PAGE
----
New research from the US suggests that having a genetic risk for alcohol dependence may also put people at higher risk for certain eating disorders, and vice versa.

In the September issue of the Journal of Studies on Alcohol and Drugs, researchers at the Washington University School of Medicine in St. Louis report how they discovered that some of the genes that influence alcohol dependence also influence certain eating disorder symptoms in men and women.

Their analysis suggests genes may explain 38-53% of the risk of developing these disorders.

First author Dr. Melissa Munn-Chernoff, a postdoctoral research scholar in psychiatry, says:

In clinical practice, it’s been observed that individuals with eating disorders also have high rates of alcohol abuse and dependence.”

She adds that previous research into genetic links between alcohol dependence and eating disorders have tended to study women only, and that their study is the first to include men.

For their analysis, the team used data on nearly 6,000 adult twins in Australia that had taken part in another genetic study also designed to gather information about alcohol use and eating disoder symptoms.

By studying twins they could use stastical tools to find the odds of certain traits coming from the same genes, based on the fact that 100% of genes are the same in identical twins, and about 50% are the same in fraternal twins, as Dr. Munn-Chernoff explains:

By comparing the findings in identical and fraternal twins, we can develop estimates of how much of the difference in particular traits is due to genes or environment.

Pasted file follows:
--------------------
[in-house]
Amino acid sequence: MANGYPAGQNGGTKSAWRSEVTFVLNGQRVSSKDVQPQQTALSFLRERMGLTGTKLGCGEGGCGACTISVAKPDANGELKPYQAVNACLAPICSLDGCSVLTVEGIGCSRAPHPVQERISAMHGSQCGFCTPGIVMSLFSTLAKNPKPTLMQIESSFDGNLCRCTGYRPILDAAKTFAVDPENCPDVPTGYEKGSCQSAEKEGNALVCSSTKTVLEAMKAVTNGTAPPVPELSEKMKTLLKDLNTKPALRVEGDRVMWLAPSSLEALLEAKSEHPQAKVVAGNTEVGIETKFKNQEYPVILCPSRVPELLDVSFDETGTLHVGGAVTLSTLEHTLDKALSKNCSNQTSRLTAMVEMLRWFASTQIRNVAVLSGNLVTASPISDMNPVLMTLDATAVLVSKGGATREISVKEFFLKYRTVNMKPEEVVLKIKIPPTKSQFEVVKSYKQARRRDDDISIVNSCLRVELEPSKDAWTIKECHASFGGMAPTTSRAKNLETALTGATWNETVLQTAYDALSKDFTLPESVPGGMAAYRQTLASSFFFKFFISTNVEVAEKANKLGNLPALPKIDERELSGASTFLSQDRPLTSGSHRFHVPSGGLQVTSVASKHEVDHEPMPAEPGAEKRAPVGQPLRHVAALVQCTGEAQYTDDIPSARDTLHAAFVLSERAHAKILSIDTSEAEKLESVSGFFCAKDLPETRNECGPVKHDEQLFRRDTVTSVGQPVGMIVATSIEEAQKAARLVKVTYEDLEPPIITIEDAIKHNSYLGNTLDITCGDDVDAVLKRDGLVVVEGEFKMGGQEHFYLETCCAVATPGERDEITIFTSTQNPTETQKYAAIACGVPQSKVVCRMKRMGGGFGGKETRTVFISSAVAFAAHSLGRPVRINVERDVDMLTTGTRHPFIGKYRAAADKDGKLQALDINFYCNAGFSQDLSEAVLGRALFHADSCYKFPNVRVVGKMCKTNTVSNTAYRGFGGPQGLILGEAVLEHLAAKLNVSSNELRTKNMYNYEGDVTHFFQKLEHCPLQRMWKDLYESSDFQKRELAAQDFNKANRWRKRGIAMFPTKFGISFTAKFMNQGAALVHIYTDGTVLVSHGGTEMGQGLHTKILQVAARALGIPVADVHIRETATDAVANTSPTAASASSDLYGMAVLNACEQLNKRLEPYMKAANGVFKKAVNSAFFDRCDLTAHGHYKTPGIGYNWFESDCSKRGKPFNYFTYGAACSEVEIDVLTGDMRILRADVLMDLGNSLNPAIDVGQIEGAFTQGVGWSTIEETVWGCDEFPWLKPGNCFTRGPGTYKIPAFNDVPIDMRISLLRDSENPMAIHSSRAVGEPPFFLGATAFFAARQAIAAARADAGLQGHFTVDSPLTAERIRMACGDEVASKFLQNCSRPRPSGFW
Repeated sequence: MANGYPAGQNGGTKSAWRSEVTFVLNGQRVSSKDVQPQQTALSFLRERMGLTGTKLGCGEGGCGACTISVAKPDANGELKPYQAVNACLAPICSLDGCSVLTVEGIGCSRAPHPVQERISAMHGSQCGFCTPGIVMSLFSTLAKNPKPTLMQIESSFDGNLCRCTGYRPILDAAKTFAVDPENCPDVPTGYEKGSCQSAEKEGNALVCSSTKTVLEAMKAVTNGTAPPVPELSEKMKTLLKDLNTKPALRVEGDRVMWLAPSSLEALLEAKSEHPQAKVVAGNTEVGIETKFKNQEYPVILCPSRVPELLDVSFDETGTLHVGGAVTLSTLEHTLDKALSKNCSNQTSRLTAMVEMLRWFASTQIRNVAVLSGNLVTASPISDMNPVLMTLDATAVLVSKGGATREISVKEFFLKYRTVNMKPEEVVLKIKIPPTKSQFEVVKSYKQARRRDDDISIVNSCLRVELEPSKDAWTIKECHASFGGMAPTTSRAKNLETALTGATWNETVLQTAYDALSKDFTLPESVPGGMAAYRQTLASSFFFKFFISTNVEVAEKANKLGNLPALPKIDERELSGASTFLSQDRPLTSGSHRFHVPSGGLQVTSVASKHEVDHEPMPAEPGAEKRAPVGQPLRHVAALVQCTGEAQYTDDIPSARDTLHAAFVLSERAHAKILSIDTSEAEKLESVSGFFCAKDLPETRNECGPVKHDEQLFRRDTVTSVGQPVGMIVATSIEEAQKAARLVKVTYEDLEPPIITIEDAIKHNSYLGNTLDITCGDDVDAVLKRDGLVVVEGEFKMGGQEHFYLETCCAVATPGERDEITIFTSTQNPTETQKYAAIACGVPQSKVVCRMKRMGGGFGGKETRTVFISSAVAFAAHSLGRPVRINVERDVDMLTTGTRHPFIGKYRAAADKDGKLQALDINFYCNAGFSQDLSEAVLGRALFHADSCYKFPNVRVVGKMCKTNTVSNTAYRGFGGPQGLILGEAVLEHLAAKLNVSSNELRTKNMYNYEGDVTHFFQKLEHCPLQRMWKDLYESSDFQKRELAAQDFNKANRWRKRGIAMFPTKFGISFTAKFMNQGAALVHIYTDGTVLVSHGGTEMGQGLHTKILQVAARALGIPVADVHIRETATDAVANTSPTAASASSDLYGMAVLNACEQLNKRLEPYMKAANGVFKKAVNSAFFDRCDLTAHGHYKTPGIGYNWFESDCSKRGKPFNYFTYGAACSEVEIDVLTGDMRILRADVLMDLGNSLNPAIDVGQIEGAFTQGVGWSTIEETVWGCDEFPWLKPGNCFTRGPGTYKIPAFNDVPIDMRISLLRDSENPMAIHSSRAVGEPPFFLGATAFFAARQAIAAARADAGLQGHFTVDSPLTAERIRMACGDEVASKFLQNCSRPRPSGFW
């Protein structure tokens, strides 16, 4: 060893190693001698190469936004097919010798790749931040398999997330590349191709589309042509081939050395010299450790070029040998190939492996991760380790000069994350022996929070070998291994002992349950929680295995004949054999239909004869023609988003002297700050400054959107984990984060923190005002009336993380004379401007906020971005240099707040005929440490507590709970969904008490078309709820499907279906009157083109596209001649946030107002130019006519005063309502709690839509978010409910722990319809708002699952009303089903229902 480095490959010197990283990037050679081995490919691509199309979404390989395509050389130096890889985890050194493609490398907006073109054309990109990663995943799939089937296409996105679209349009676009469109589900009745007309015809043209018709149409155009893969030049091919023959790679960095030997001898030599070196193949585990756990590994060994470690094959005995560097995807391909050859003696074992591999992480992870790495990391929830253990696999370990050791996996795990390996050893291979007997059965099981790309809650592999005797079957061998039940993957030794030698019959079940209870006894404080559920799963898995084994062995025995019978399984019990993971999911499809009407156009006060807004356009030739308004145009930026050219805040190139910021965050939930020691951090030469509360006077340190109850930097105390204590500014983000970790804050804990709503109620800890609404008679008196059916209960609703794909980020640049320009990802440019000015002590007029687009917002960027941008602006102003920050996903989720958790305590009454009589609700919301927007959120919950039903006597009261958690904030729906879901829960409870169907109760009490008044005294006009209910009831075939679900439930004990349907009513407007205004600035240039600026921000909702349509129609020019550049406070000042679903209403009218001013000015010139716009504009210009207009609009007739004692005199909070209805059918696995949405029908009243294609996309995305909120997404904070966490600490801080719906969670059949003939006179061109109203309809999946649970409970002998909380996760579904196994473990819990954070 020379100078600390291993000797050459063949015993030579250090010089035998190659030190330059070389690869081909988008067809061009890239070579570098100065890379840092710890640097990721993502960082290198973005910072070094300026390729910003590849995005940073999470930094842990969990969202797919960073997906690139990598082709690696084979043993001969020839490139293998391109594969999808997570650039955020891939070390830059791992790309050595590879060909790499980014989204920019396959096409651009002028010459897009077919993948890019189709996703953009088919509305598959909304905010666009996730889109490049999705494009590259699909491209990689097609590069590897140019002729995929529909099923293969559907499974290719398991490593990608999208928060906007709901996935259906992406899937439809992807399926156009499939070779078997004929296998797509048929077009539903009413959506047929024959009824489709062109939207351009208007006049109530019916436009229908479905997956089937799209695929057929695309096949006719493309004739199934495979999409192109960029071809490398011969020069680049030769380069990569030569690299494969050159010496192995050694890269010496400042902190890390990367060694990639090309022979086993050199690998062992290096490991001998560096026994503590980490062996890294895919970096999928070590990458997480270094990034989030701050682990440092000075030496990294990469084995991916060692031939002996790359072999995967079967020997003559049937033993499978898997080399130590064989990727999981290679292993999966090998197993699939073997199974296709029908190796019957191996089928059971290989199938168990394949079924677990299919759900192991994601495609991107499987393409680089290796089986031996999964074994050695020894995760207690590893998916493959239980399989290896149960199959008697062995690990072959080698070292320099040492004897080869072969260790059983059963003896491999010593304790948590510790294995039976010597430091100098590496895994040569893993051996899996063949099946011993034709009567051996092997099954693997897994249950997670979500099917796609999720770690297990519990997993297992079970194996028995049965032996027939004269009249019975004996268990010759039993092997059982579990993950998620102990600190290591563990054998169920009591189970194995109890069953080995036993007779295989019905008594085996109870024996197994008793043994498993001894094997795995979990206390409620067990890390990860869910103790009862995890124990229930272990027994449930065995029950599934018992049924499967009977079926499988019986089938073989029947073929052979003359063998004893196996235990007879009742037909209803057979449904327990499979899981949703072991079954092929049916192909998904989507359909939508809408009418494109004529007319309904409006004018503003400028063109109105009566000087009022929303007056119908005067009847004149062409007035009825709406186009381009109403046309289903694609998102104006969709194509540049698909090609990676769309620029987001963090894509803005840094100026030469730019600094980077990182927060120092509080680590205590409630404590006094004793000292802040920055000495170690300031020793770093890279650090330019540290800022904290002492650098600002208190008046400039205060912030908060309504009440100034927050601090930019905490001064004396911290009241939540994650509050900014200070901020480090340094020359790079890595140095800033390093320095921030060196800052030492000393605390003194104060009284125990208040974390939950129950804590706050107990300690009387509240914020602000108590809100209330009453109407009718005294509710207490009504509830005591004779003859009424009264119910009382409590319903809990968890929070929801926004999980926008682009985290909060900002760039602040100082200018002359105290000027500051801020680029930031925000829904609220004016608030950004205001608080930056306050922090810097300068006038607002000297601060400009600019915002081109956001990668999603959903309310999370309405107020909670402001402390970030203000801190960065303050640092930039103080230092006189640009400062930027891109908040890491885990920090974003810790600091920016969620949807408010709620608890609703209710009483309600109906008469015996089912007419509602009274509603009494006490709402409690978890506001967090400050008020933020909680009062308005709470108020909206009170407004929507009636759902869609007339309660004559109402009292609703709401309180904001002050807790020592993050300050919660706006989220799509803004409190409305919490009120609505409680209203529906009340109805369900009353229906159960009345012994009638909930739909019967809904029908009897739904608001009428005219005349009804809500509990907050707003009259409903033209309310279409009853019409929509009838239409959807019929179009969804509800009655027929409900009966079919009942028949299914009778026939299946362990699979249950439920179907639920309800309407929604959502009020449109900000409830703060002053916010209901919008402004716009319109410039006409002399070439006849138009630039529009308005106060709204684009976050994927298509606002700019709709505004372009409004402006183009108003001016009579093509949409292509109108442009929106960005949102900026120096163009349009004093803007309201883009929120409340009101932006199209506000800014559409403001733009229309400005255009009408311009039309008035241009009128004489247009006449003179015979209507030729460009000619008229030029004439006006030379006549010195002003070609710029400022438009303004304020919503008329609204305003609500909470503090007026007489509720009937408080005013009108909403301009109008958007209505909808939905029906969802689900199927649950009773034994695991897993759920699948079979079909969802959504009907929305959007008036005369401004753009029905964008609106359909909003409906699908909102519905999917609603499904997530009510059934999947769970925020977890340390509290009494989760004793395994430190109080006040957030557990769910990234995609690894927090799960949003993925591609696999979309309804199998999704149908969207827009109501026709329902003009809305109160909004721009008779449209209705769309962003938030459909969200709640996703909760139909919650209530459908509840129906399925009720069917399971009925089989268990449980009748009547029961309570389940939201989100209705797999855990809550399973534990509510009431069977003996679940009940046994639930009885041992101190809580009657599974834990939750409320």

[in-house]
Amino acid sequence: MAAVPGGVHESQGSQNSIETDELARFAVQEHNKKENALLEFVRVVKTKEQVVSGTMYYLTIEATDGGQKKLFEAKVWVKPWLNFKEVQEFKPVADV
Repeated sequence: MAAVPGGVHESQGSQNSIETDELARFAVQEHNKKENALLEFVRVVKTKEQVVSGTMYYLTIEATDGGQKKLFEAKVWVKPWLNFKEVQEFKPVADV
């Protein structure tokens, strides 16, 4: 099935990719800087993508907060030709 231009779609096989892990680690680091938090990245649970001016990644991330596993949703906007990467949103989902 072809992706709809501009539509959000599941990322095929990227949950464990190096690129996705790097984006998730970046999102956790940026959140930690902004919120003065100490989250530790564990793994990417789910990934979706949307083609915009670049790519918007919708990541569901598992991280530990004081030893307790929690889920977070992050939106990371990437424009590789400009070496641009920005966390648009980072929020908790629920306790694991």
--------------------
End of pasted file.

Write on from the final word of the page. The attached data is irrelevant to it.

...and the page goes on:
We found that some of the genes that influence alcohol dependence also influence binge eating in men and women.”

The researchers focused on two main symptoms of eating disorders – binge eating and compensatory behaviors, which include purging (self-induced vomiting, for example), use of laxatives and diuretics – because several studies have already suggested links between these and alcohol dependence.

However, although the study had asked both male and female twins about binge eating, data on compensatory behaviors had only been gathered on the female twins. So the findings for women could have been true of the men too, if they had been asked the same questions.

The results showed that of all the participants:

  • Nearly 25% of men and 6% of women had ever been alcohol dependent
  • Almost 11% of men and 13% of women had ever had a problem with binge eating, and
  • About 14% of women had ever used two or more compensatory tactics such as self-induced vomiting or using laxatives.

But overall, genes appeared to feature significantly in the chance of developing any of the three disorders.

And it seemed that some of the genes linked to alcohol dependence were also linked to binge eating and compensatory behaviors, although the researchers cannot say exactly which genes they were.

They plan to carry on with their work and look at twins from other races (the Australian twins from this study were Caucasian).

Dr. Munn-Chernoff says they would also like to take blood and saliva samples to see if they can pinpoint the actual genes involved.

Health professionals need to be more aware of the links between alcohol dependence and eating disorders, and look for opportunities to treat them at the same time, Dr. Munn-Chernoff says, after explaining that:

When you go to an eating disorder treatment center, they don’t often ask questions about alcoholism. And when you go for alcoholism treatment, they don’t generally ask questions about eating disorder symptoms.”

In another recent study that looked at traits common to an eating disorder and another condition, UK researchers speculate whether anorexia and autism are linked after discovering girls with anorexia nervosa have some of the traits observed in people with autism.

Written by Catharine Paddock PhD